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Which allied health and health professionals do you need to see... and what do they do?!

Which allied health people should you see and what do they all do?! It can be so confusing! Just remember. Don’t overwhelm yourself with too many services at once. We are looking at the endgame here, getting your child functioning as best you can for adulthood, not fixing everything right here and now. Persistence and consistency works wonders over time!

So here’s the list of peeps and what they all tend to do. There can be some overlap between services as well.

Paediatricians and psychiatrists - These medical professionals are very helpful to point you in the right direction, act as case managers to oversee all of the other services to make sure you are doing the right thing to meet your goals, help you manage any mental health care plans or funding documents you may need and discuss the suitability of medication for your child. They may be helpful for the diagnosis of ASD although this is also often done with information from multiple allied health professionals. Paediatricians will also assist with any additional medical concerns your child may have (e.g., diabetes, epilepsy). Psychiatrists focus on the mental health side of things but have a medical degree and then specialise in mental health/psychiatry.

Clinical Psychologists - We focus on anything to do with emotional, social, behavioural or family concerns. We also treat all mental health disorders that may occur in conjunction with the child’s ASD, for example, Tourette’s disorder, ADHD, anxiety or depression. We may also do IQ and educational assessments. We can work with the school to ensure we are all working together to meet the child’s needs. We cannot prescribe medication.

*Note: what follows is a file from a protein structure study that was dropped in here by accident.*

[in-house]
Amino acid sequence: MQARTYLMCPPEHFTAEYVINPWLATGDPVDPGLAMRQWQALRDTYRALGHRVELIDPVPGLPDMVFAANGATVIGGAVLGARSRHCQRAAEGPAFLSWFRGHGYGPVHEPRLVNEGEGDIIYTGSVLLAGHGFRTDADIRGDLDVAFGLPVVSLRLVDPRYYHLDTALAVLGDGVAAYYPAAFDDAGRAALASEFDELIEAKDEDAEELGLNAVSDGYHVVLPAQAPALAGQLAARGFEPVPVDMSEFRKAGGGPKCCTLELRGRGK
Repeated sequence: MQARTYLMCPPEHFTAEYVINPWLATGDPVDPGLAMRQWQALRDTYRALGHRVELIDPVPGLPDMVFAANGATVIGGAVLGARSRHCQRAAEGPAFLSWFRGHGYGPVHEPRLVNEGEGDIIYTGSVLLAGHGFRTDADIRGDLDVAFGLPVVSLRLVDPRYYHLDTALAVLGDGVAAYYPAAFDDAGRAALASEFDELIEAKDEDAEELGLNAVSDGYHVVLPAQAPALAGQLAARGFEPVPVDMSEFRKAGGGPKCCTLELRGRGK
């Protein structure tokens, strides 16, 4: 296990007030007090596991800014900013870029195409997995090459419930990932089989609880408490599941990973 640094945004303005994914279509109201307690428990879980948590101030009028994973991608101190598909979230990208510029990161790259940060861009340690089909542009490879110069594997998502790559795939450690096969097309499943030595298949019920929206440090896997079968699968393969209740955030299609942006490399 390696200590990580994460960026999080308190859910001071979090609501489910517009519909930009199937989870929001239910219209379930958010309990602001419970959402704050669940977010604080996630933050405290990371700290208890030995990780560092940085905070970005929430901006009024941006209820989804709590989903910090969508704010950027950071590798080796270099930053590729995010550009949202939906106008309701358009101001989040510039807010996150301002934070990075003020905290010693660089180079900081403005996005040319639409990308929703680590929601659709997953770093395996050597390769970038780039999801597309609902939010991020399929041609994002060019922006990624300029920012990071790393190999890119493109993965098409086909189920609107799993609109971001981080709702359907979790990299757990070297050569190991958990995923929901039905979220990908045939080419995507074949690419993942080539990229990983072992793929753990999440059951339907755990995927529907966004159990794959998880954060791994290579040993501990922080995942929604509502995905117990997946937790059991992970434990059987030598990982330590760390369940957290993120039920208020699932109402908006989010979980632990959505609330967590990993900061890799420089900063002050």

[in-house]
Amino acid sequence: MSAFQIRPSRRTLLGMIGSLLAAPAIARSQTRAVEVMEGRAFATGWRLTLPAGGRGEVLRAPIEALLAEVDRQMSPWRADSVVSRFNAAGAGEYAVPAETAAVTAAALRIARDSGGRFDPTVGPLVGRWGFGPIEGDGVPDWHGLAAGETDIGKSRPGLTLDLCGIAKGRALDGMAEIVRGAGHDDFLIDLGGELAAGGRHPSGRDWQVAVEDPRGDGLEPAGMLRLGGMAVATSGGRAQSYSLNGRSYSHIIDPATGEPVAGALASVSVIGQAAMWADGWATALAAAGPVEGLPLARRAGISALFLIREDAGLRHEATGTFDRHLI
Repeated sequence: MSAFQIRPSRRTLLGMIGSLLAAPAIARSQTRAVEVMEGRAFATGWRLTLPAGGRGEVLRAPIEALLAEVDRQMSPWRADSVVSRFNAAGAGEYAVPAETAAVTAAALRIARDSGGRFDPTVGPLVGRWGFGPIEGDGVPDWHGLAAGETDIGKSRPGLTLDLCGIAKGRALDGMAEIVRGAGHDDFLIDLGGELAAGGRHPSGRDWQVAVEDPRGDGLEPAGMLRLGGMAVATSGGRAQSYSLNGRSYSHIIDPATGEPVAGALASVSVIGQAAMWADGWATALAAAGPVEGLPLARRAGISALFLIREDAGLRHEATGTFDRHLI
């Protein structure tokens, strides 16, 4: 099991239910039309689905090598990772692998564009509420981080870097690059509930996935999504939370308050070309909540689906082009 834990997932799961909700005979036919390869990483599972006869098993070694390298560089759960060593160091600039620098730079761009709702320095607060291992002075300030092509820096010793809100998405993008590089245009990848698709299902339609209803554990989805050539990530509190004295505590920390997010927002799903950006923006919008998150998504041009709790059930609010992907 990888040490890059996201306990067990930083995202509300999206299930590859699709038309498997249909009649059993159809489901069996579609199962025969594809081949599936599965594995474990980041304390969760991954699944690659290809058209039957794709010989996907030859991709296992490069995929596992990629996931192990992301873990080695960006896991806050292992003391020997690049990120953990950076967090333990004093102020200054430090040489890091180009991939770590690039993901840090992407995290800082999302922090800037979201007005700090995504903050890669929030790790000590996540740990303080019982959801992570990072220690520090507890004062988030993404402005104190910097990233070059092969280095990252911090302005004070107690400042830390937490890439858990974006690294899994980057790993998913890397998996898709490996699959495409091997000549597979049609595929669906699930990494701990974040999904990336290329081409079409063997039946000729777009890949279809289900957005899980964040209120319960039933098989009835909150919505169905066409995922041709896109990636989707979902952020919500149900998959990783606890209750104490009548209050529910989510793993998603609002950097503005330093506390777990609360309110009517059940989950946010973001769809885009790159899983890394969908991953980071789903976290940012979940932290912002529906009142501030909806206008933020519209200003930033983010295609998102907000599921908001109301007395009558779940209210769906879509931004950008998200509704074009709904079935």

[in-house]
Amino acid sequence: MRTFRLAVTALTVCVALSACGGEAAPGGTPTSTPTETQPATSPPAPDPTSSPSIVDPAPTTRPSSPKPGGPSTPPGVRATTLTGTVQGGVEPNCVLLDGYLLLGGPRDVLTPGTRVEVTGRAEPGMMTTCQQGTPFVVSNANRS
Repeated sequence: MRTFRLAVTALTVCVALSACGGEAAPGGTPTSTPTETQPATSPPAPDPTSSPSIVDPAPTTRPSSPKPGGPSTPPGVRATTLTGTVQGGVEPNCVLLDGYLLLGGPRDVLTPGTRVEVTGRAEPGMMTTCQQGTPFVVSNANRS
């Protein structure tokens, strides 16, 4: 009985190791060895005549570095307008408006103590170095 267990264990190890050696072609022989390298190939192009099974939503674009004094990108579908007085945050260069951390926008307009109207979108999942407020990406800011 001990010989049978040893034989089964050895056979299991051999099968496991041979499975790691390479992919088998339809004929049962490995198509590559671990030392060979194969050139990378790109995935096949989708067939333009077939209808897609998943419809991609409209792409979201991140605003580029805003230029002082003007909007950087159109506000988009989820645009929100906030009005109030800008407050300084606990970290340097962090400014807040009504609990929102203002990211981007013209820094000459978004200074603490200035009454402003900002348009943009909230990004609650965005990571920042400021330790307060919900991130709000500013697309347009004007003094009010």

Educational Psychologists - An educational psychologist works to assess and improve any learning difficulties your child’s may have and may work with the school to support them.

Speech and Language Pathologists - They will assess your child’s current speech and language functioning and then work to improve any speech or language concerns. They can also provide social skills intervention (also called pragmatic language). Some speech therapists (and OT’s and nutritionists) are trained to assist with eating difficulties. They can assist with stuttering, sign language and alternative methods of communication as well such as the Proloquo2go app.

Occupational Therapists - OT’s are very useful for remediating fine and gross motor skills delays (e.g., fine motor = handwriting, using utensils, doing up buttons; gross motor = hand-eye coordination, helping the brain communicate with the body to coordinate movement, walking). They also help with sensory issues and emotion regulation training.

Support Workers - Support workers are really helpful for a range of support including improving daily living skills such as learning to do household chores or stay organised. They can be used to take your child to activities that may improve their skills and wellbeing such as a yoga class or social skills group. It just depends what you need them for. Although you could do these things too, sometimes it’s better coming from another person. Some might even be able to help with homework.

Other health professionals - Some other professionals that may also be involved in your child’s life are nutritionists or dieticians, physiotherapists, and tutors.

Hope that helps!! 💕

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